The plastic universe of Lego once again becomes a stylized satire of the real world in a witty and bedazzling animated superhero caper that dares to mock its own hero's raging ego.
The first thing to say about “The Lego Batman Movie” is that it’s kicky, bedazzling, and super-fun. The second thing to say about it is that, like “The Lego Movie” (2014), it’s a kiddie flick that’s been made in a sophisticated spirit of lightning-fast, brain-bursting paradox. The movie uses digital animation to create the illusion that it’s set in a herky-jerky universe of plastic Lego bricks — but it has such a kaleidoscopic, anything-goes flow that it trumps the imagination of just about any animated feature you could name. The characters are Lego minifigures with pegs for heads and crudely etched faces that barely move, yet they have more personality than the majority of human actors. Most delicious of all: “The Lego Batman Movie” comes on like a kid-friendly sendup of the adult world, yet there’s a dizzying depth to its satirical observations that grows right out of the spectacularly fake settings, which are hypnotic to look at but have the effect of putting postmodern quotation marks around…everything.
The main satirical target of “The Lego Batman Movie” is Batman himself, voiced (once again) by Will Arnett in a deep low husky rasp, and with a narcissistic personality disorder that’s fantastically out of control. He somehow combines the voice of Clint Eastwood, the conceitedness of Derek Zoolander, and the fast-break observational avidity of Stephen Colbert. “We’re going to punch those guys so hard,” he growls, “words describing their impact are going to spontaneously materialize.” The movie opens with Batman offering the play-by-play of his own film (“All important movies start with a black screen”), followed by a sequence as madly choreographed as anything in an “Indiana Jones” film, as he takes on a screenful of famous and obscure villains led by the rascally but secretly sensitive Joker (voiced by Zach Galifianakis).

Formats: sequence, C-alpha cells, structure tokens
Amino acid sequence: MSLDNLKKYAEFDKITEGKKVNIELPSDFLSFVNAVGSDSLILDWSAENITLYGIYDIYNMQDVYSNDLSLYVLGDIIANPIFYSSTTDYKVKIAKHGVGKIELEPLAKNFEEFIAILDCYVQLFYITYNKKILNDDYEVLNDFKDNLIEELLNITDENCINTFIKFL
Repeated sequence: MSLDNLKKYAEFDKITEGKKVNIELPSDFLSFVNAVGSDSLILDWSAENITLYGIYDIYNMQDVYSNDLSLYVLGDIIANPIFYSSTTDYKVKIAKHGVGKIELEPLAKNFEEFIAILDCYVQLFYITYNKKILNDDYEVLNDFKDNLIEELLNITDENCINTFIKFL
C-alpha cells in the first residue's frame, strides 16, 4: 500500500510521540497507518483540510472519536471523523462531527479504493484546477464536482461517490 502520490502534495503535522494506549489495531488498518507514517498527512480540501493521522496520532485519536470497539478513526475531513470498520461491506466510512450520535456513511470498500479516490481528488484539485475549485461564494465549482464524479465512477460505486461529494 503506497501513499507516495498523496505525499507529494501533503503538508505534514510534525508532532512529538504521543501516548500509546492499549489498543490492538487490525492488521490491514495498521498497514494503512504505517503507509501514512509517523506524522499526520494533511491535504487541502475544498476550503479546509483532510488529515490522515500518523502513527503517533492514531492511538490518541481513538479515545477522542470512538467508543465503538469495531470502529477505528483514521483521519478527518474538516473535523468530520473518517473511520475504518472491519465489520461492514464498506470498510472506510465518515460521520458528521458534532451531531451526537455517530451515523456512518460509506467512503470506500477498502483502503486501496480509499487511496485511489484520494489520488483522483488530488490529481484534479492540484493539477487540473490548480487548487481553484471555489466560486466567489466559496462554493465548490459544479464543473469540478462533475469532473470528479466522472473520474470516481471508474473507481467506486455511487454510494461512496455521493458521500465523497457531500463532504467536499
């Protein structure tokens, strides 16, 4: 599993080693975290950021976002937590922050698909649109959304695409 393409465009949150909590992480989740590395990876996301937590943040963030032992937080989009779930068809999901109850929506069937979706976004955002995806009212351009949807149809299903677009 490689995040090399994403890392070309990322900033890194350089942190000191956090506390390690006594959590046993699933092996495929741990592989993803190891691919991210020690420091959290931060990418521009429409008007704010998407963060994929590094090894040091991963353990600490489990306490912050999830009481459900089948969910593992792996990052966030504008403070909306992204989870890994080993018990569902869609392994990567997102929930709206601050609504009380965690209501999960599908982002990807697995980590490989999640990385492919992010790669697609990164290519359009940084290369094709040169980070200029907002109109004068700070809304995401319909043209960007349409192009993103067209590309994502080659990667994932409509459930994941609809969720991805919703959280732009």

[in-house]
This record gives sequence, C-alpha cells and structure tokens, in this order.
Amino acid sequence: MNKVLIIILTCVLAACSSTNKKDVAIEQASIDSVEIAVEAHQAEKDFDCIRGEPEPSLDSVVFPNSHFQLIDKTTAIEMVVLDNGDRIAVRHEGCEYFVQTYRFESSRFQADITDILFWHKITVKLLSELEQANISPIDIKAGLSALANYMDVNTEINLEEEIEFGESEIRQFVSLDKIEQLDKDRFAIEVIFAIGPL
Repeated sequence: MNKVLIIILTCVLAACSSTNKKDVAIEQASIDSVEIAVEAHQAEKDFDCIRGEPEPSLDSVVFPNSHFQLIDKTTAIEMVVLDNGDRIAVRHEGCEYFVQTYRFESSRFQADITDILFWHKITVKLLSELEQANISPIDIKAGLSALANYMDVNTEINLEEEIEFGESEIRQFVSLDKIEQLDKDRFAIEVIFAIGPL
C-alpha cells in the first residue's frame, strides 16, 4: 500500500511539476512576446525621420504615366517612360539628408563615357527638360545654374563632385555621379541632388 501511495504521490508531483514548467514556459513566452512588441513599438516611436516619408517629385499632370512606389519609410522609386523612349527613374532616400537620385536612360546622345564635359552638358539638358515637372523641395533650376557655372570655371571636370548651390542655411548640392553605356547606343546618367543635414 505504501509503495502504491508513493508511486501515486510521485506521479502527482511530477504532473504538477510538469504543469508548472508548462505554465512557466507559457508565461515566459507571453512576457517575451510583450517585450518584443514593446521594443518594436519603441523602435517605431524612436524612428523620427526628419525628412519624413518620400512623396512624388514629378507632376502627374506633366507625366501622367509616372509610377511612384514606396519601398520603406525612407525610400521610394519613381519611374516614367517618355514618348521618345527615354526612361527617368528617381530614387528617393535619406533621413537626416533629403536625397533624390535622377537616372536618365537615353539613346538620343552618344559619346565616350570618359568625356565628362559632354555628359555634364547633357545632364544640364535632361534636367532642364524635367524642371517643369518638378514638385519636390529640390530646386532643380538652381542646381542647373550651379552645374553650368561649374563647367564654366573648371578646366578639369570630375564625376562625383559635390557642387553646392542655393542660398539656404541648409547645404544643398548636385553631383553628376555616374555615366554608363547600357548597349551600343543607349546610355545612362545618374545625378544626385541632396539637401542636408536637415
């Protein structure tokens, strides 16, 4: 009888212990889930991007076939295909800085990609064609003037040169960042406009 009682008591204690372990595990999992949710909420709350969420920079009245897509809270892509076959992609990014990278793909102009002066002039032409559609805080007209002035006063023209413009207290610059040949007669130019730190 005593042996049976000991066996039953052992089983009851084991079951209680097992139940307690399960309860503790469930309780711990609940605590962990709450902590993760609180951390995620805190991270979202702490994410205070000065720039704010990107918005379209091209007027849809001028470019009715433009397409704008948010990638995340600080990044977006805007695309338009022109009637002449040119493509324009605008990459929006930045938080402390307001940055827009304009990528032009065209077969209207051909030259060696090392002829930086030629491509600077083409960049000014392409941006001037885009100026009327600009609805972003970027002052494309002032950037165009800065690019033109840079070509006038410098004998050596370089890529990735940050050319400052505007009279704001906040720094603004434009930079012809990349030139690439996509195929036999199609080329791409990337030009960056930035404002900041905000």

This Batman, still scarred by the loss of his parents, roots his competitive identity in being a lone avenger, valiant and guarded, with no feelings, no vulnerability, no need for anyone else. In his bat lair, feasting on microwaved lobster thermidor, watching “Jerry Maguire” as if it were a comedy, he’s the ultimate male who won’t commit, a cowled mask of solo cool whose only loyalty is to Gotham City — but deep down, he’s doing it for his own glory. Ever since Tim Burton’s “Batman,” the movies have acknowledged that the Caped Crusader is a dark freak, but “The Lego Batman Movie” doesn’t just freakify Batman. It subjects him to nothing less than a playfully merciless psychoanalysis.
The Joker wants Batman to acknowledge that the two need each other — that they’re the greatest of foes — but Batman won’t even concede that. Instead, he projects the Joker into the Phantom Zone, a metaphysical penal colony in the clouds where only the most epic villains (Sauron, King Kong, the Wicked Witch) are kept. The stage is set for a battle royale, but the real fight is between Batman and his own armored ego. To get over it, he’ll have to agree to form a team — a family — with his tough-love butler, Alfred (Ralph Fiennes); the eager-geek son, Dick Grayson (Michael Cera), he inadvertently adopted, who soon dons a Robin costume; and the new police commissioner, Barbara Gordon (Rosario Dawson), a flame-haired enforcer who causes Batman to stare, hypnotized, as choruses of “Died in Your Arms Tonight” flood the soundtrack. The feeling isn’t quite reciprocal. Says Barbara: “We don’t need an unsupervised man karate-chopping poor people in a Halloween costume.”
The director, Chris McKay (taking over from Phil Lord and Christopher Miller), is an imagistic wizard who stages this put-on epic with a nearly psychedelic toy grandeur. More than that, though, he gives it a vision. Three years ago, “The Lego Movie” used the building-block uniformity of Lego to tweak the consumerist mania of a society (namely, ours) in which people have become worker-bee drones and nothing ever changes because “everything is awesome.” “The Lego Batman Movie” uses the towering plasticity of Lego to tweak a superhero culture (namely, ours) that pretends to be about nobility but is really about the vain delusion of full-time fantasy. Your average Pixar comedy thumbs its nose at a great many things, but “The Lego Batman Movie” is a helter-skelter lampoon in the daftly exhilarating spirit of Mad magazine and the “Naked Gun” films. It’s that quick and cutthroat clever and self-knowing. There’s every chance it will soar at the box office, and make no mistake: It deserves to.